Roll Around Paris

photo: roller learners

'Students' of the Roller Passion shop, about to crash-
land on my sidewalk.

All Day - And Night

Paris:- Friday, 25. May 2001:- The idea of riding around Paris on a bicycle may seem like a daunting adventure, but thousands of Parisians do it for daily commuting or shopping, and for pleasure on weekends and holidays.

To protect cyclists, secure bike lanes have been set aside on many streets, and many other streets have less secure but defined lanes - possibly totalling 150 kilometres or more. The new city administration is committed to expanding this network.

On Sundays certain areas of the city are closed to motorized traffic, and these areas are greatly expanded for periods during the summer. For this year the Hôtel de Ville is contemplating extending the time period from 15. July to 15. August and radically increasing the areas to be closed to cars and trucks.

This does not mean that Paris will become the bike racing capital of the world because the same areas are set aside for pedestrians, strollers, wheelchair drivers and the roller folks.

On streets where there are no set-aside bike lanes, road rules apply. This means that most drivers will recognize that cyclists are fragile, but will also appreciate seeing cyclists giving some signals of their intentions.

In principle, it is illegal to operate bikes on sidewalks. It is just as illegal to run scooters, motorcyclesphoto: maison roue libre and cars on sidewalks, but you will certainly see this done. Hitting pedestrians on sidewalks is not tolerated. If a cyclist has a collision with a car on a sidewalk, this will result in a grey legal situation, so it should be avoided.

The Maison 'Roue Libre' is fairly easy to find at Les Halles.

Roller folks are neither pedestrians nor motorized traffic, so they have no legal right to roll on streets or sidewalks. Lawyers are studying this situation, but no general rules have been established yet.

Informal rule number one - hitting pedestrians on sidewalks is stupid. Informal rule number two - getting hit by cars, buses, scooters or motorcycles on streets, could be bad for your health.

Bike lanes on streets are clearly marked with bicycle signs on the pavement and are often also shown with direction arrows. These 'signs' can be bumpy to roller over - they are designed not to wear out.

Paris traffic can be aggressive, but generally within the city there is a great deal of live-and-let-live tolerance. There is too much traffic at times, and without a certain amount of give-and take nobody would get anywhere.

Out-of-town drivers may not be used to Paris' 'tolerance' and may insist of the rule book's legal 'right-of-way,' so don't assume you are going to get a 'free one' every time.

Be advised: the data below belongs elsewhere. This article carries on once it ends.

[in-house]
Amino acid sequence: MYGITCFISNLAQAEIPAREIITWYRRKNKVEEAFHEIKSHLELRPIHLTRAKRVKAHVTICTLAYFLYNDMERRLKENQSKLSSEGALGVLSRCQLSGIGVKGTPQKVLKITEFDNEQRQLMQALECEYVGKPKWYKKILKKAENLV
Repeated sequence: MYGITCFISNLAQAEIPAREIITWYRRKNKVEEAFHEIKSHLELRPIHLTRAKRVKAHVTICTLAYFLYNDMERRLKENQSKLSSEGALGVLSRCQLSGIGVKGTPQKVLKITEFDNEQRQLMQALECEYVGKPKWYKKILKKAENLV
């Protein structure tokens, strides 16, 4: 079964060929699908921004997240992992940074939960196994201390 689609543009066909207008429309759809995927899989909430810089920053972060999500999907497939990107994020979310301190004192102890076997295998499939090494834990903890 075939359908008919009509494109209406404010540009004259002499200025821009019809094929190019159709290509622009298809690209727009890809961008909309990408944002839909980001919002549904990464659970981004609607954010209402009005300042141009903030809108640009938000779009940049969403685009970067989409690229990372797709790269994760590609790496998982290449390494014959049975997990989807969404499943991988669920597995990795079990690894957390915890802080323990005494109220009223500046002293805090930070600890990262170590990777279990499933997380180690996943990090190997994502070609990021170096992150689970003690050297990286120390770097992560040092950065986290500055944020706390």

Roue Libre

There are more than a couple of establishments renting bikes in Paris. For a reason unknown to me, few neighborhood shops renting bikes advertise or are listed in the 'Pages Jaunes' - the Yellow Pages They do exist, and their rates are probably similar to Roue Libre's.

Roue Libre does more than rent bikes though. It also has guided tours, both for Paris and the surrounding Ile-de-France. Its 'Maison' also offers a bike-parking service, and it can perform minor maintenance and repairs. Finally, Roue Libre can even give you lessons about bike survival in Paris.

Through Roue Libre there is also an access to rollers, through its partnership with l'Ecole Française de Roller and two Roller Station shops. These two definitely give lessons - as do most roller outlets.

Rental rates vary between weekdays and weekends. A whole weekday costs 30 francs, and Monday to Friday is 110 francs. One hour on weekends is 20 francs, one day is 75 francs and all weekend is 115 francs. The guided tours begin at 55 francs for kids and 85 francs for adults.

To rent a bike you will need to show a suitable ID - either a passport of a drivers' license. The security depositphoto: buses, bike, rue rivoli required of 1000 francs can be made either with a cheque or a credit card. Insurance is included in the rental fee.

There are also individual and group courses for learning how to become roller folks. In groups, the rates start at 75 francs for an hour's lessons. A guided tour of three hours costs 135 francs.

On the Rue de Rivoli, in normal traffic - everybody shares the same space.

Maison Roue Libre, 95-bis, Rue Rambuteau, Paris 1. Open all week, all year; from 9:00 to 19:00. InfoTel.: 01 53 46 43 77. Métro: Châtelet, Les Halles or Etienne Marcel. From Les Halles métro or RER, signs pointing the way to Roue Libre are liberally plastered all over. Write to Roue Libre.

Roue Libre's Web site does not seem to have a version in English, but this could be because of the way I came to it. Trying the version in English from the RATP's home page may get it for you.

The 'Cyclobus'